A surgeon unknowingly damages the intestines of a nurse expecting only an overnight stay after surgery, beginning a chain of more tragic and preventable errors. The consequences result in the nurse spending several weeks on an ICU ventilator in a drug-induced coma, having four additional surgeries, and requiring a pump to drain the raging infection from her open abdomen. As she awakens and tries to come to terms with what happened to her, she realizes the hospital and doctors will never tell her the whole truth; she has to find out what went wrong on her own. In order to heal, she determines to write and share her story so others may learn how infections, adverse events, and medical errors occur frequently in hospitals, sometimes resulting in death.
More than a narrative, Anatomy of Medical Errors: The Patient in Room 2 shines light on the dysfunction that underpins many hospital organizations, especially teaching hospitals, including silencing of the patient, provider arrogance, flawed coordination of care, poor communication, and lack of ownership for outcomes.
Forever changed by the experience, author Donna Helen Crisp uses her struggles to teach nurses, doctors, and other healthcare professionals how to prevent or avoid potentially dangerous situations, recognize warning signs, and work collaboratively to provide transparent patient care. This book provides an ethical and critical thought process framework for care providers and others through a compelling story about hospital culture. Readers who want to understand how delivery of care works in fast-paced and complex healthcare environments will come away engaged and informed.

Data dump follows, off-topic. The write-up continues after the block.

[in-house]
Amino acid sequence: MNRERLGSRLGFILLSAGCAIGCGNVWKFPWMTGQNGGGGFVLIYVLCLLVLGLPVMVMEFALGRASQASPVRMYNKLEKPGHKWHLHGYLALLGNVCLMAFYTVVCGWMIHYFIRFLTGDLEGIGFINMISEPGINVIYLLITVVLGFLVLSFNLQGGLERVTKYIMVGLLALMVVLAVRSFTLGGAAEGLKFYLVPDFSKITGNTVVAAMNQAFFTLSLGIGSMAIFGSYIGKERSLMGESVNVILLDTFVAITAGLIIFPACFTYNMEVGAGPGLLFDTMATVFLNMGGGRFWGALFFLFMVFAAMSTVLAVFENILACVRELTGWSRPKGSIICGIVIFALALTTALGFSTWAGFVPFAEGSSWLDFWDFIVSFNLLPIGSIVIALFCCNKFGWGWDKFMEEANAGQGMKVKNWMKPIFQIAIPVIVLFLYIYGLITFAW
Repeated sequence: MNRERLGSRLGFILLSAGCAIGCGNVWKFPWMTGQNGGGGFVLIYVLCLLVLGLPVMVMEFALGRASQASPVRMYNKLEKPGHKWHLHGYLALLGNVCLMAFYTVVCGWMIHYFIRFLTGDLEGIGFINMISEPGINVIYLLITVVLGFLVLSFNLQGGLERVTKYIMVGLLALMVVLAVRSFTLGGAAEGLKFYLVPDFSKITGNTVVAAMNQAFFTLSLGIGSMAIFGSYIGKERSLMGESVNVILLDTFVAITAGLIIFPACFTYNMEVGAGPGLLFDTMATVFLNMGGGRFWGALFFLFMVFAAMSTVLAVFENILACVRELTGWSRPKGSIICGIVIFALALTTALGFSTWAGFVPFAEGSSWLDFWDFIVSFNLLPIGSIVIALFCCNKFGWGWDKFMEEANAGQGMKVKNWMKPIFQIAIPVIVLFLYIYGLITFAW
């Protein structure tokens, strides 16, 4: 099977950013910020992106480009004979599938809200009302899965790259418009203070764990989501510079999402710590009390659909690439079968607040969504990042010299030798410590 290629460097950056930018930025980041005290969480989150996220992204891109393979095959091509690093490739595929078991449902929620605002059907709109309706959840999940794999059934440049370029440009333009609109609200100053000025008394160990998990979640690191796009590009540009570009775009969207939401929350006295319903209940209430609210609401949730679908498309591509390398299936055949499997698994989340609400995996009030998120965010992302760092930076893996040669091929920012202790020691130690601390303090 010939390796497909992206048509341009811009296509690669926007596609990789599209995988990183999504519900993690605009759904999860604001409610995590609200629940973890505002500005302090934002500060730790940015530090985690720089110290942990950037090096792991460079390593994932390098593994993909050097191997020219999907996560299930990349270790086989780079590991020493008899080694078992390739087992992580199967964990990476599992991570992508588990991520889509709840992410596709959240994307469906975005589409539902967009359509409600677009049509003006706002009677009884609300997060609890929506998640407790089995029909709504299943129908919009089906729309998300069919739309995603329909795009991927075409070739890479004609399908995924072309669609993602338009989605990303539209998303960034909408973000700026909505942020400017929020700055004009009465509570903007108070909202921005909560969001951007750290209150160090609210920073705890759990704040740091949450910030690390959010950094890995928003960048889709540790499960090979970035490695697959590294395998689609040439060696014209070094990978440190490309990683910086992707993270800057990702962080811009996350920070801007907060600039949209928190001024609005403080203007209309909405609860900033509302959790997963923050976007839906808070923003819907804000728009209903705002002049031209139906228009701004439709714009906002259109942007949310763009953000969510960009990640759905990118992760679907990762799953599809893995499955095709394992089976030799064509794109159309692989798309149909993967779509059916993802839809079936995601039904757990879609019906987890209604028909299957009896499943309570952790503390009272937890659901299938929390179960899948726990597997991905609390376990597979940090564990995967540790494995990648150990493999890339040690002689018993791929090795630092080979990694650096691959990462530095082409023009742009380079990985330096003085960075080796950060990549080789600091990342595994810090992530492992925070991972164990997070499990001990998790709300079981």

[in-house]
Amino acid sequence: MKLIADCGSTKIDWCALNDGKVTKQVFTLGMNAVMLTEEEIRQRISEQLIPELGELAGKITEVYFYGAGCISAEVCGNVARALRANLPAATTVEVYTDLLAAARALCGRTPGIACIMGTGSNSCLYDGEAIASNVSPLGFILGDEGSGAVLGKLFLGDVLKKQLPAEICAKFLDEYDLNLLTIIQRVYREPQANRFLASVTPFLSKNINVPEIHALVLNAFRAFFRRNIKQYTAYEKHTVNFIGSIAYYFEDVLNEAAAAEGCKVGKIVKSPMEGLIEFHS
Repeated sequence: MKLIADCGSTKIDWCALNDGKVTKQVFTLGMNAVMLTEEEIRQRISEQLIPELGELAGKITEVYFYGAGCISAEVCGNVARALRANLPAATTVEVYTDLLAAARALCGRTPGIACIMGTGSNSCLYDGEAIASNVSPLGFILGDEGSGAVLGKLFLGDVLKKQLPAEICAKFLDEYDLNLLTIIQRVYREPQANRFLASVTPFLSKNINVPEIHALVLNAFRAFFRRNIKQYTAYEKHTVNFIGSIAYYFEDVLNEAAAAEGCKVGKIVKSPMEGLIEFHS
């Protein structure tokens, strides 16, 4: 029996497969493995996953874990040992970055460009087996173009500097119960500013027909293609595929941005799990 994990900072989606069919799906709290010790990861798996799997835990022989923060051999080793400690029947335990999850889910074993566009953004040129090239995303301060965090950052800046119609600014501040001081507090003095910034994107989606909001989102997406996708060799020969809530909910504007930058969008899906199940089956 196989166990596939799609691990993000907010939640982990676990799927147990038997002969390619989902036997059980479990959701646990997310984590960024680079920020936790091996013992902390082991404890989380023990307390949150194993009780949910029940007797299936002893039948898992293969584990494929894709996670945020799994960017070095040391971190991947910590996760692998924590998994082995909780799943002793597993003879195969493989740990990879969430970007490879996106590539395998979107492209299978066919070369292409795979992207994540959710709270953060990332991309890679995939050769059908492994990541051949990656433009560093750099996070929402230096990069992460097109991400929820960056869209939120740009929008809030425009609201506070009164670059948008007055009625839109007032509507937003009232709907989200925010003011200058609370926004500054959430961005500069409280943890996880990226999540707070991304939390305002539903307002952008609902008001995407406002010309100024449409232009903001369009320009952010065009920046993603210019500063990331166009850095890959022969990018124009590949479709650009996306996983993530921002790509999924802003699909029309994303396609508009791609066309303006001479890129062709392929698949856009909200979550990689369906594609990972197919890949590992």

About the Author
Donna Helen Crisp, JD, MSN, RN, PMHCNS-BC, became a nurse in 1992 after working in social work, law, and music. After earning her BSN and MSN degrees, she became a mental health Clinical Nurse Specialist in adult psychiatry. She has worked with clients of all ages in various hospitals, long-term care facilities, clinics, homes, and private practice. Whether in the role of staff nurse, supervisor, administrator, consultant, or teacher, her nursing practice of care focuses on the person s suffering.
After teaching in the community college system for five years, Donna Helen became an assistant professor at the UNC Chapel Hill School of Nursing, where she taught for six years in the undergraduate and graduate programs. Her nursing research has focused on chronic illness, suffering, quality of life, advance directives, ethical decision-making, and forgiveness. She has taught on these topics at numerous conferences. Her abiding passion continues to focus on the recognition and amelioration of suffering, wherever it exists. She currently lives in Asheville, North Carolina, where she works as a nurse and writes about nursing.